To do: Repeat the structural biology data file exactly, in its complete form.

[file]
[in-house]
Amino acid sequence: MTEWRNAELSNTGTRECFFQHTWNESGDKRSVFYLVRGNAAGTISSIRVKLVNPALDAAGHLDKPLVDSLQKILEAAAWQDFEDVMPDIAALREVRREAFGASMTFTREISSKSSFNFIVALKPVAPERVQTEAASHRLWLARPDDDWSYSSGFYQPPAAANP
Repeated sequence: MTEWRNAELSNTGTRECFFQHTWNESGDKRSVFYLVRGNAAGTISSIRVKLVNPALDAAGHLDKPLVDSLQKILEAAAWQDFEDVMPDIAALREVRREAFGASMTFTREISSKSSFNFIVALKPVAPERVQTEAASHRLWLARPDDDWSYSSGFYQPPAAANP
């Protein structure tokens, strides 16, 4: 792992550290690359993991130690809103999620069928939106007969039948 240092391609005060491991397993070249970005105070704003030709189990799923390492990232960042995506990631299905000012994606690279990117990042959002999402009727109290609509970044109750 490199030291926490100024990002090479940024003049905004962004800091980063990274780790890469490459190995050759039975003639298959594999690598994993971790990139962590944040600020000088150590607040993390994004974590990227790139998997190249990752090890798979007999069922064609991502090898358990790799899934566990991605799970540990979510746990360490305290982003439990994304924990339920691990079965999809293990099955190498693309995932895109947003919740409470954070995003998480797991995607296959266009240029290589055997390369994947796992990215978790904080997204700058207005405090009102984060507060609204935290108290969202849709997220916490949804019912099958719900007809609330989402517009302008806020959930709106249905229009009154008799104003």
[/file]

[in-house]
Amino acid sequence: MTEWRNAELSNTGTRECFFQHTWNESGDKRSVFYLVRGNAAGTISSIRVKLVNPALDAAGHLDKPLVDSLQKILEAAAWQDFEDVMPDIAALREVRREAFGASMTFTREISSKSSFNFIVALKPVAPERVQTEAASHRLWLARPDDDWSYSSGFYQPPAAANP
Repeated sequence: MTEWRNAELSNTGTRECFFQHTWNESGDKRSVFYLVRGNAAGTISSIRVKLVNPALDAAGHLDKPLVDSLQKILEAAAWQDFEDVMPDIAALREVRREAFGASMTFTREISSKSSFNFIVALKPVAPERVQTEAASHRLWLARPDDDWSYSSGFYQPPAAANP
């Protein structure tokens, strides 16, 4: 792992550290690359993991130690809103999620069928939106007969039948 240092391609005060491991397993070249970005105070704003030709189990799923390492990232960042995506990631299905000012994606690279990117990042959002999402009727109290609509970044109750 490199030291926490100024990002090479940024003049905004962004800091980063990274780790890469490459190995050759039975003639298959594999690598994993971790990139962590944040600020000088150590607040993390994004974590990227790139998997190249990752090890798979007999069922064609991502090898358990790799899934566990991605799970540990979510746990360490305290982003439990994304924990339920691990079965999809293990099955190498693309995932895109947003919740409470954070995003998480797991995607296959266009240029290589055997390369994947796992990215978790904080997204700058207005405090009102984060507060609204935290108290969202849709997220916490949804019912099958719900007809609330989402517009302008806020959930709106249905229009009154008799104003």